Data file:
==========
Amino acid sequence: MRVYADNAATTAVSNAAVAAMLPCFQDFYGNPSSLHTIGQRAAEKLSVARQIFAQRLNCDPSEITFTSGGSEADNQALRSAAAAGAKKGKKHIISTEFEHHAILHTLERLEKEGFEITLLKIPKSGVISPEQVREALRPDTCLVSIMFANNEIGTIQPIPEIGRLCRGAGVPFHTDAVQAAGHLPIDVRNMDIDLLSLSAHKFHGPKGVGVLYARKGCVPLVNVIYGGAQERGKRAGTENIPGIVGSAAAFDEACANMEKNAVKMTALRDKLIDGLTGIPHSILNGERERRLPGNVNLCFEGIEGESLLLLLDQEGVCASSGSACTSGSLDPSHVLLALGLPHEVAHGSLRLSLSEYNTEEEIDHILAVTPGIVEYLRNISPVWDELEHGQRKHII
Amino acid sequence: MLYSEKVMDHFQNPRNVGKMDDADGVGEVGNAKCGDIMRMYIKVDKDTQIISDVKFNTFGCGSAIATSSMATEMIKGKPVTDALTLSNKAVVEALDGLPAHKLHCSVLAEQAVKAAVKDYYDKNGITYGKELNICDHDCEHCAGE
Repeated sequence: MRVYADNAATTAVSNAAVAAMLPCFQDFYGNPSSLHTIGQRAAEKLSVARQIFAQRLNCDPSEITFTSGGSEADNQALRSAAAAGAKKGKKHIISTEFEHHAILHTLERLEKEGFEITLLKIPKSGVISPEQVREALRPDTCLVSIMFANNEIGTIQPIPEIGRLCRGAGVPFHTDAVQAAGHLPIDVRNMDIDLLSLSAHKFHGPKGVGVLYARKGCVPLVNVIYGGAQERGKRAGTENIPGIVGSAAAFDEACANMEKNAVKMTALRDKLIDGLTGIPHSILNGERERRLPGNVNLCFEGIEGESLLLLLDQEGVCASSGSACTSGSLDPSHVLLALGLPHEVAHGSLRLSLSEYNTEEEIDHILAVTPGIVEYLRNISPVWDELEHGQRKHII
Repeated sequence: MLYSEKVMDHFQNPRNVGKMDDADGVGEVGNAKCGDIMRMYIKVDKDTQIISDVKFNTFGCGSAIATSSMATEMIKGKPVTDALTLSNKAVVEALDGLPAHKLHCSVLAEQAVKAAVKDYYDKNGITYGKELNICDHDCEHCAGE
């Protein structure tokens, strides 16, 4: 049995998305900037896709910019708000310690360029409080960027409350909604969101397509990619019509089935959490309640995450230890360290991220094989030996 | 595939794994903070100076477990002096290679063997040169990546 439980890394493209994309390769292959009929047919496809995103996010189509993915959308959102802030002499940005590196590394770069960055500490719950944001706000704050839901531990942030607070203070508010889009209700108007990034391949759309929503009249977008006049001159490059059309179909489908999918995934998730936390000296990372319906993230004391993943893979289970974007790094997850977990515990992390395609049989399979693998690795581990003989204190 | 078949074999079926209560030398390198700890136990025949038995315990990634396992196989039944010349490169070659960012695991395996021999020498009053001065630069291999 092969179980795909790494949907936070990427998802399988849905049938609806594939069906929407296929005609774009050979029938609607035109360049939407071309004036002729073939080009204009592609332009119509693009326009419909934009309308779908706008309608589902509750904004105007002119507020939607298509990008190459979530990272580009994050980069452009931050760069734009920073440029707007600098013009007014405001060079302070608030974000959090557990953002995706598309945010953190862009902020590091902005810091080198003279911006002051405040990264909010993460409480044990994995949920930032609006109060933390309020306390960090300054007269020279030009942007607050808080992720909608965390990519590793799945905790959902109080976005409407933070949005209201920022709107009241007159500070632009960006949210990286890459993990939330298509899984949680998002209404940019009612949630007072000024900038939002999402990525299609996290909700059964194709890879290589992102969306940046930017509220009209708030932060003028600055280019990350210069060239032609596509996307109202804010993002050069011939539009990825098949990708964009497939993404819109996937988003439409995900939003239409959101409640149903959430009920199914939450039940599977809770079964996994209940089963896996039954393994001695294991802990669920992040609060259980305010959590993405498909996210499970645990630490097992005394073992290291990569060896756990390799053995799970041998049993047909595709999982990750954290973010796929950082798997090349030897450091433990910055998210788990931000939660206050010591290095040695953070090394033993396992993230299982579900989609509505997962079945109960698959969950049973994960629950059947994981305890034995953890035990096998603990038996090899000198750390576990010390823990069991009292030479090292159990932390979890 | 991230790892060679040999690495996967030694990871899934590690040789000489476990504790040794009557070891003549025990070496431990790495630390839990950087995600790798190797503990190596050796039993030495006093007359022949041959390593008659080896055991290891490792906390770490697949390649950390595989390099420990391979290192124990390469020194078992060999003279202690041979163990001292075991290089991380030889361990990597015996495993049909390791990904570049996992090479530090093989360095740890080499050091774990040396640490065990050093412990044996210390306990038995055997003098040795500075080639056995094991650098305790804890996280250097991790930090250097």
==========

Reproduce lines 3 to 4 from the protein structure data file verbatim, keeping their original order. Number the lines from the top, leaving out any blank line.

Repeated sequence: MRVYADNAATTAVSNAAVAAMLPCFQDFYGNPSSLHTIGQRAAEKLSVARQIFAQRLNCDPSEITFTSGGSEADNQALRSAAAAGAKKGKKHIISTEFEHHAILHTLERLEKEGFEITLLKIPKSGVISPEQVREALRPDTCLVSIMFANNEIGTIQPIPEIGRLCRGAGVPFHTDAVQAAGHLPIDVRNMDIDLLSLSAHKFHGPKGVGVLYARKGCVPLVNVIYGGAQERGKRAGTENIPGIVGSAAAFDEACANMEKNAVKMTALRDKLIDGLTGIPHSILNGERERRLPGNVNLCFEGIEGESLLLLLDQEGVCASSGSACTSGSLDPSHVLLALGLPHEVAHGSLRLSLSEYNTEEEIDHILAVTPGIVEYLRNISPVWDELEHGQRKHII
Repeated sequence: MLYSEKVMDHFQNPRNVGKMDDADGVGEVGNAKCGDIMRMYIKVDKDTQIISDVKFNTFGCGSAIATSSMATEMIKGKPVTDALTLSNKAVVEALDGLPAHKLHCSVLAEQAVKAAVKDYYDKNGITYGKELNICDHDCEHCAGE